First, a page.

Top Historic Sights in Mtskheta, Georgia

Explore the historic highlights of Mtskheta

Svetitskhoveli Cathedral

The Svetitskhoveli Cathedral is an Eastern Orthodox cathedral located in the historic town of Mtskheta, A masterpiece of the Early Middle Ages, Svetitskhoveli is recognized by UNESCO as a World Heritage Site. It is currently the second largest church building in Georgia. History The original church was built in 4th century A.D. during the reign of Mirian III of Kartli. According to Georgian hagiography, ...
Founded: 1010-1029 | Location: Mtskheta, Georgia

Jvari Monastery

Jvari is a sixth century Georgian Orthodox monastery near Mtskheta. Along with other historic structures of Mtskheta, it is listed as a World Heritage site by UNESCO. It stands on the rocky mountaintop at the confluence of the Mtkvari and Aragvi rivers, overlooking the town of Mtskheta. According to traditional accounts, on this location in the early 4th century Saint Nino, a female evangelist credited with co ...
Founded: 590-605 AD | Location: Mtskheta, Georgia

Samtavro Monastery

Samtavro Transfiguration Orthodox Church and Nunnery of St. Nino in Mtskheta, Georgia, were built in the 4th century by King Mirian III of Iberia. The church was reconstructed in the 11th century by King George I and Catholicos-Patriarch Melkisedek. The famous Georgian Saint monk Gabriel is buried in the yard of Samtavro Church. Samtavro is part of the UNESCO World Heritage Site of Historical Monuments of Mts ...
Founded: 11th century | Location: Mtskheta, Georgia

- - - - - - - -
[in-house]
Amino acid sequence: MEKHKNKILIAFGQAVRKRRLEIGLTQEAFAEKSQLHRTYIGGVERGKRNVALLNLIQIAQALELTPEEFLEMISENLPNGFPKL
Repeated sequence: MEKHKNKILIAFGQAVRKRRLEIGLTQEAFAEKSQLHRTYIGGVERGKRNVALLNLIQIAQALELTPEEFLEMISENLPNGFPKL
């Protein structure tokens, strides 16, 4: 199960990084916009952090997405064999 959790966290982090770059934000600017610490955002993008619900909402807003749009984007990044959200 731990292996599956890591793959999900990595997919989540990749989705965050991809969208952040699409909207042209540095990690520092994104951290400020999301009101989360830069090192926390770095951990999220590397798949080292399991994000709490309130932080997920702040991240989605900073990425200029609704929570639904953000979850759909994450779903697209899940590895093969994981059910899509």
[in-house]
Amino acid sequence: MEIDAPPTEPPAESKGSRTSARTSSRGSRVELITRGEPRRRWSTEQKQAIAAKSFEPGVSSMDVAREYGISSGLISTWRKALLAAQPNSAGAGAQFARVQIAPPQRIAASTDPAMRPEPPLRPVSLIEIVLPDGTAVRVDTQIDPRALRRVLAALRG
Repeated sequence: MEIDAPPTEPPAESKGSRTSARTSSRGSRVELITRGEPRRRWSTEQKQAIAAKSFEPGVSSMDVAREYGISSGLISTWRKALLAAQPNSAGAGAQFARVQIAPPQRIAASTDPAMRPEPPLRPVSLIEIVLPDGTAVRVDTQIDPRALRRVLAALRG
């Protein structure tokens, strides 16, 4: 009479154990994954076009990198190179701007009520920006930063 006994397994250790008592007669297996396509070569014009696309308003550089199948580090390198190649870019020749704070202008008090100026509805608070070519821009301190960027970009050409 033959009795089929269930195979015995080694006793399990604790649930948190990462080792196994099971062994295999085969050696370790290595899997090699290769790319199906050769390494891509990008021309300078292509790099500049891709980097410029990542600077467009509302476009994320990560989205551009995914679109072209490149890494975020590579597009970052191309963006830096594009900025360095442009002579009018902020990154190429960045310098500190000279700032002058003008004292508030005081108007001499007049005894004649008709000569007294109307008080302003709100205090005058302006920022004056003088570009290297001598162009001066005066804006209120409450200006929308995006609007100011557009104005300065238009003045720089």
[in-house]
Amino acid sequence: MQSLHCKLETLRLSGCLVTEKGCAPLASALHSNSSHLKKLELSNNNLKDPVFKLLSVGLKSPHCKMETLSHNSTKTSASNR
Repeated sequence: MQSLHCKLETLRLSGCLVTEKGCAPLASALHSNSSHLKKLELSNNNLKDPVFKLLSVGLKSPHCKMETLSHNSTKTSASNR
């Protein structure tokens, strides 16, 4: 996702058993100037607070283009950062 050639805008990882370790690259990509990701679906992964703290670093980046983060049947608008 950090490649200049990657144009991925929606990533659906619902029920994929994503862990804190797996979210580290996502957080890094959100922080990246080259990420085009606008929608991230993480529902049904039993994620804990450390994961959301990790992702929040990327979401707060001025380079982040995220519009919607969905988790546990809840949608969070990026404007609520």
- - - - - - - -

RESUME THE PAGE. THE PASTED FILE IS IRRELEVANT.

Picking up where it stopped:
Shio-Mgvime Monastery

According to a historic tradition, the first monastic community at this place was founded by the 6th-century monk Shio, one of the Thirteen Assyrian Fathers who came to Georgia as Christian missionaries. St. Shio is said to have spent his last years as a hermit in a deep cave near Mtskheta subsequently named Shiomghvime ('the Cave of Shio') after him. The earliest building – the Monastery of St. John the ...
Founded: 6th century AD | Location: Mtskheta, Georgia

Bebris Castle

Bebris Tsikhe (The Elder"s Fortress) is located further up the main road from Samtavro. The ruins are fun, if a bit dangerous, to climb on for views overlooking Mtskheta and the valley formed around the Mtkvari and Aragvi rivers.
Founded: 14th century | Location: Mtskheta, Georgia

Zedazeni Monastery

Zedazeni Monastery is a Georgian Orthodox monastery, located on the Zedazeni mountain the hills of Saguramo, northeast to Mtskheta. The monastery was founded in 540s AD by Saint John, one of the Holy Assyrian Fathers of Georgia whose mission was to strengthen Christianity in the region.
Founded: 540s AD | Location: Mtskheta, Georgia

Armaztsikhe

In the outskirts of Mtskheta are the ruins of Armaztsikhe fortress (3rd century BC). Armaztsikhe was the residence of the Kings of Iberia. This is one of the oldest cities of the Antique Era, which is not fully explored yet. It is also called like Georgian Acropolis. The Greek historian Dio Cassius mentioned this place in his book “The history of Rome”. He wrote that in 65 years BC, Roman Senator Gnaeus Pomp ...